GitHub Introduction

5 minute read

GitHub in GEN242

  • Note, this class will make heavy use of GitHub
  • Homework assignments will be submitted and graded on GitHub Classroom
  • Course projects will also use private GitHub repositories: one repository for each course project (shared among students of each project)
  • Each student will need a personal GitHub account. They can be created here.
  • GitHub provides an unlimited number of free public repositories to each user. Via GitHub Education students can sign up for an extended number of free private GitHub accounts (see here).
  • For beginners this quick guide may be useful

What are Git and GitHub?

  • Git is a version control system similar to SVN
  • GitHub is an online social coding service based on Git
  • Combined Git/GitHub: environment for version control and social coding

Installing Git

  • Install on Windows, OS X and Linux
  • When using it from RStudio, it needs to find the Git executable

Git Basics from Command-Line

Also try interactive git tutorial.

  • Finding help from command-line

    git <command> --help
  • Initialize a directory as a Git repository

    git init
  • Add specific files to Git repository (staging area)

    git add myfile
  • Add all files recursively

    To ignore specific files (e.g. temp files), list them in a .gitignore file in your repository’s root directory. Regular expressions are supported. See here for more details.

    git add -A :/
  • After editing file(s) in your repos, record a snapshot of the staging area

    git commit -am "some edits"

GitHub Basics from Command-Line

  1. Generate a new remote repository on GitHub online or use hub or GitHub CLI command-line wrappers for this. To avoid errors with the online method, do not initialize the new repository with README, license, or .gitignore files. You can add these files after your project has been pushed to GitHub.

    git remote add origin<user_name>/<repos_name>.git
  2. Push updates to remote. Next time one can just use git push

    git push -u origin main # or master
  3. Clone existing remote repository

    git clone<user_name>/<repos_name>.git
  4. Before working on project, update local git repos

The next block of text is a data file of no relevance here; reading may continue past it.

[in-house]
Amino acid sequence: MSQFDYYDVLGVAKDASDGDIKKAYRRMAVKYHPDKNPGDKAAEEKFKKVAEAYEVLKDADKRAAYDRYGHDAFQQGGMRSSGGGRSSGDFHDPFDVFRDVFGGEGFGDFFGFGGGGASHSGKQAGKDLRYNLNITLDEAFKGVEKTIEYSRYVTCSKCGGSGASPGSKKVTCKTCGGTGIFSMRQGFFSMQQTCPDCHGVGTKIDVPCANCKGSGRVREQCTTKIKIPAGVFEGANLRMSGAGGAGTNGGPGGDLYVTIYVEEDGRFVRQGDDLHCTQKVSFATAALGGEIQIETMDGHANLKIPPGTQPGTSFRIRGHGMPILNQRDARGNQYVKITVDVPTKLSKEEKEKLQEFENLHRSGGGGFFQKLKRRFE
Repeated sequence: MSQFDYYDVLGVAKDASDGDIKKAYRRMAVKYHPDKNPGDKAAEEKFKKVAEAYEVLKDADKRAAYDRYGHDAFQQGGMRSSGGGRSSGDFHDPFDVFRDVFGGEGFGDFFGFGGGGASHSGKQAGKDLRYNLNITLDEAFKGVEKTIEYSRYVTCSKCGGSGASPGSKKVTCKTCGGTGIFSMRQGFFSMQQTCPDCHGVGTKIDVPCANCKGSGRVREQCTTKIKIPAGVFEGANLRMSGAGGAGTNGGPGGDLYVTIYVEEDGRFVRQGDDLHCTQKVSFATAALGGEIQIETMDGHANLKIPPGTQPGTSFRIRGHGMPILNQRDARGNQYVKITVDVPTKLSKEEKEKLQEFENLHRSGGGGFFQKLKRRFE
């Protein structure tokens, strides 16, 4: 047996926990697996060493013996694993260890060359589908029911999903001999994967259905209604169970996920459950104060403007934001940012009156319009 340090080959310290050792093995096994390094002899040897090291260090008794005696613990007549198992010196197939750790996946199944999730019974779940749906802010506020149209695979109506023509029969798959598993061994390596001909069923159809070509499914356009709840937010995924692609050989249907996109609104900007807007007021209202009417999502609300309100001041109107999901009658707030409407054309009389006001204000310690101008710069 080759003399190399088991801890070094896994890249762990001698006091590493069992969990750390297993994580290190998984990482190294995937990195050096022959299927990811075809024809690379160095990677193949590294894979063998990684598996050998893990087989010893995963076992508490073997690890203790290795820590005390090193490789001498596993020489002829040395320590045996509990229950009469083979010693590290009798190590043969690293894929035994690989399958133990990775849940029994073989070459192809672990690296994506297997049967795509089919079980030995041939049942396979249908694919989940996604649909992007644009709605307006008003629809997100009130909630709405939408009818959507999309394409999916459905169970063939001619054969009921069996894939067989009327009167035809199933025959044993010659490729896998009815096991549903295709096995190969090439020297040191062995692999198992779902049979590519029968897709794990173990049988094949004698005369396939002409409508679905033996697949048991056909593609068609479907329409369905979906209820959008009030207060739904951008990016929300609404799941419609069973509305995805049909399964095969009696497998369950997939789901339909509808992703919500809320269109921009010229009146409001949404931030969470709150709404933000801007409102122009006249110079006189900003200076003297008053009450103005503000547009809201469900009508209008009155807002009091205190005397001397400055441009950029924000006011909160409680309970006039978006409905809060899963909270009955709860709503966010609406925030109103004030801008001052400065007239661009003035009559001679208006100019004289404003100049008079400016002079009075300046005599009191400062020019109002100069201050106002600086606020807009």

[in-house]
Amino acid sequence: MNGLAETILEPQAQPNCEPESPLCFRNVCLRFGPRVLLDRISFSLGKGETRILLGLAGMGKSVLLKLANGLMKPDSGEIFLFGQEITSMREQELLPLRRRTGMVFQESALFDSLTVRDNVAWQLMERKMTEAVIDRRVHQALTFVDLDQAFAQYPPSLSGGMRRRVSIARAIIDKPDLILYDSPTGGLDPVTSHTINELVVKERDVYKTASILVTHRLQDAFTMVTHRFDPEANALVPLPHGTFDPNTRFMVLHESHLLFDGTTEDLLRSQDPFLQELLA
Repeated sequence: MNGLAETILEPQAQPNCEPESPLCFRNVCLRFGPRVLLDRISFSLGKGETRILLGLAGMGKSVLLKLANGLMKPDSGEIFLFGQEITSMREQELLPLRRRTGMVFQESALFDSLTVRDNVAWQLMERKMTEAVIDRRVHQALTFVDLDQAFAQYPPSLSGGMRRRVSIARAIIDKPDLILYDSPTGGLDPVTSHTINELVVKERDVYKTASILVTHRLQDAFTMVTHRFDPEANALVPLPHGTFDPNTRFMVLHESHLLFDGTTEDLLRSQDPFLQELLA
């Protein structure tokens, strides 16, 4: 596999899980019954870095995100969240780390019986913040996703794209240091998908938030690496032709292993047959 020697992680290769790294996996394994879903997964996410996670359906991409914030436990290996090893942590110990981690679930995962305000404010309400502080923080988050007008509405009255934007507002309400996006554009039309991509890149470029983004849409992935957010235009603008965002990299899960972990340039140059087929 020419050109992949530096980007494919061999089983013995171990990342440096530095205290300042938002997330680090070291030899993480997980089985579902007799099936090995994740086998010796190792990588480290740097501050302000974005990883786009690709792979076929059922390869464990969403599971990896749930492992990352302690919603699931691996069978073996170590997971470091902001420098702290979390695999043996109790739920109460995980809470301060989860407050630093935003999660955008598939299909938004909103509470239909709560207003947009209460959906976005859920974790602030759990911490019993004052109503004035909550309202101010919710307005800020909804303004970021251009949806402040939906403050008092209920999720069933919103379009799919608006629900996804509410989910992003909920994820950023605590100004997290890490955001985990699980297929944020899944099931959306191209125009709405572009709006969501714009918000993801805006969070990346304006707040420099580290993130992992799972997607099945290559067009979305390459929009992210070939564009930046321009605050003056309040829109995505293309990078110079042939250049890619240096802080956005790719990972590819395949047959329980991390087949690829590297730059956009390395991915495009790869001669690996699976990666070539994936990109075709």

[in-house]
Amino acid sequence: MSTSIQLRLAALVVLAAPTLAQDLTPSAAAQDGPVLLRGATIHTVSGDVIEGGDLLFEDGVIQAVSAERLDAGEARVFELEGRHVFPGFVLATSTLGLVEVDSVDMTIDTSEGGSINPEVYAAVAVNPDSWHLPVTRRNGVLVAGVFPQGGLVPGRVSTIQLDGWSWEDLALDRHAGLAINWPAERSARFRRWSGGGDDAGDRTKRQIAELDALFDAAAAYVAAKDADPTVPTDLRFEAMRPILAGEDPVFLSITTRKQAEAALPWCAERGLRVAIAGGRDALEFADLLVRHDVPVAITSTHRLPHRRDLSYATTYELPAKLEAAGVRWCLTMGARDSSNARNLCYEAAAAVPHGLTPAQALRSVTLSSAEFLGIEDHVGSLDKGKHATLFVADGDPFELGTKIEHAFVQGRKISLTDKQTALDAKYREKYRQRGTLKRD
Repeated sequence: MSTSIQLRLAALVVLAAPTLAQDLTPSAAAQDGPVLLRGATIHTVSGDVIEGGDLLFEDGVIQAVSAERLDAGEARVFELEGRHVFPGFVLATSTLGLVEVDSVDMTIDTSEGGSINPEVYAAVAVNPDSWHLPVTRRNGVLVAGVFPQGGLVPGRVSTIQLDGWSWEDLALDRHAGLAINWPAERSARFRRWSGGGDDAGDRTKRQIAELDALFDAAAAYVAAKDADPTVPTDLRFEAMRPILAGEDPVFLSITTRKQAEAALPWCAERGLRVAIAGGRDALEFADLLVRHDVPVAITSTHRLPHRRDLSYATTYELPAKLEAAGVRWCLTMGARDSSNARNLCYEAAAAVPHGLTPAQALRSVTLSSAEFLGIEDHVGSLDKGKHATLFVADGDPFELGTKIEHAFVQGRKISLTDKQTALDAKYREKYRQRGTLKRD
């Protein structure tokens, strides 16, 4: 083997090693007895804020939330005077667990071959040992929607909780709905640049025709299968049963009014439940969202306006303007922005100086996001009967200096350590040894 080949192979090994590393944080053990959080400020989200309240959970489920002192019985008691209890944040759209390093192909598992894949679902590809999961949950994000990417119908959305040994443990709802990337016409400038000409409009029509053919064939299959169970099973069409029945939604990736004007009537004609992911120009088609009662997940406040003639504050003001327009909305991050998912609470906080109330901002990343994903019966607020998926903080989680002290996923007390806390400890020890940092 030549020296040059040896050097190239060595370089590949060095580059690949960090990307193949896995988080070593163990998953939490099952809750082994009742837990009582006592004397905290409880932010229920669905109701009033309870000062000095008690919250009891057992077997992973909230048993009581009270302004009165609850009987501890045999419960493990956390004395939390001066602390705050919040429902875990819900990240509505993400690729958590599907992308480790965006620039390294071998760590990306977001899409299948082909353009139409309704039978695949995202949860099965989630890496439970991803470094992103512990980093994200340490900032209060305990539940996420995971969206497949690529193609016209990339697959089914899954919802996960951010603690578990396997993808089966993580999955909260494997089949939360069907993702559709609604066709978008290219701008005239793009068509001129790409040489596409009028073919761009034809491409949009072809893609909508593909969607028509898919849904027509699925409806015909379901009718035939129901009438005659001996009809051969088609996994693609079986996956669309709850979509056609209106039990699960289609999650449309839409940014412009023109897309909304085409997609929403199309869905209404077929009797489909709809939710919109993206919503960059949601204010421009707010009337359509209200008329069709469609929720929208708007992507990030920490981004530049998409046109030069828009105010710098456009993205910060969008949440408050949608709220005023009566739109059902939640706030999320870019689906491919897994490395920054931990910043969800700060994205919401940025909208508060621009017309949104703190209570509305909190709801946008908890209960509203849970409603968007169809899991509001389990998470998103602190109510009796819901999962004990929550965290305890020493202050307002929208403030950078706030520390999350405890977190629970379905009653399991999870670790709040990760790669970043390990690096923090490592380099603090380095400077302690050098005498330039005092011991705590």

git pull 
  5. Make changes and recommit local to remote

    git commit -am "some edits"; git push -u origin main # or master

Note, in order to work with private GitHub repositories, users need to activate in their GitHub account under Settings
as authentication method either a personal access token or an ssh key. The latter ssh key method is usually preferred. To commit to a private GitHub repository from the HPCC cluster, you need to generate an ssh key from your home account using the standard Linux ssh-keygen method as described here, and then upload the newly generated public ssh key of your HPCC account located under ~/.ssh/ to GitHub. The same method can be used to create an ssh key on a personal computer and then upload the public key to GitHub. Usually, one should create a dedicated key pair for each computer one uses and upload the corresponding public keys to GitHub.


Run the following git/github excercise from the command-line. Do this after creating a GitHub repos according to the instructions above or online as outlined here.

git clone<user or org>/<repo name> 
cd <repo name>
git pull
touch test # Creates empty file for testing
git add test # or use '-A' for all
git commit -am "some edits"
git push 
##-> Edit test file online and then run `git pull` to inspect changes

Online file upload

Useful for new users who want to upload their homework assignments to GitHub but are not familiar enough with the command-line yet.

  1. Press Add file button on your repository, and then Upload files.
  2. Under the file path window add required subdirectory structure and a dummy file name (e.g. Homework/HW1/dummy.txt)
  3. After this press Upload files and upload any file (e.g. homework) to the newly create directory. After this the initial dummy file can be deleted. The latter is necessary since empty directories are not visible on GitHub.

Using GitHub from RStudio

  • After installing Git (see here), set path to Git executable in Rstudio:

    • Tools > Global Options > Git/SVN
  • If needed, log in to GitHub account and create repository. Use option Initialize this repository with a README.

  • Clone repository by copying & pasting URL from repository into RStudio’s ‘Clone Git Repository’ window:

    • File > New Project > Version Control > Git > Provide URL
  • Now do some work (e.g. add an R script), commit and push changes as follows:

    • Tools > Version Control > Commit
  • Check files in staging area and press Commit Button

  • To commit changes to GitHub, press Push Button

  • Shortcuts to automate above routines are here

  • To resolve password issues, follow instructions here.

Viewing static HTML files on GitHub

Simple viewing of HTML files on GitHub can be enabled by making the following changes to a public repos. Without these adjustments, one needs to download an HTML file from GitHub in order to view the rendered content. An example GitHub repos for showcasing this feature is here.

  • Make sure your GitHub repos is public
  • Go to Settings
  • Select Pages in menu on left
  • Select Deploy from a branch under Source
  • Select a branch in the GitHub Pages section
  • Save the changes and wait until a URL is provided for your site.
  • To test, upload an HTML file and append its paths to the URL provided in previous step.
Last modified 2023-05-31: some edits (4154fb47a)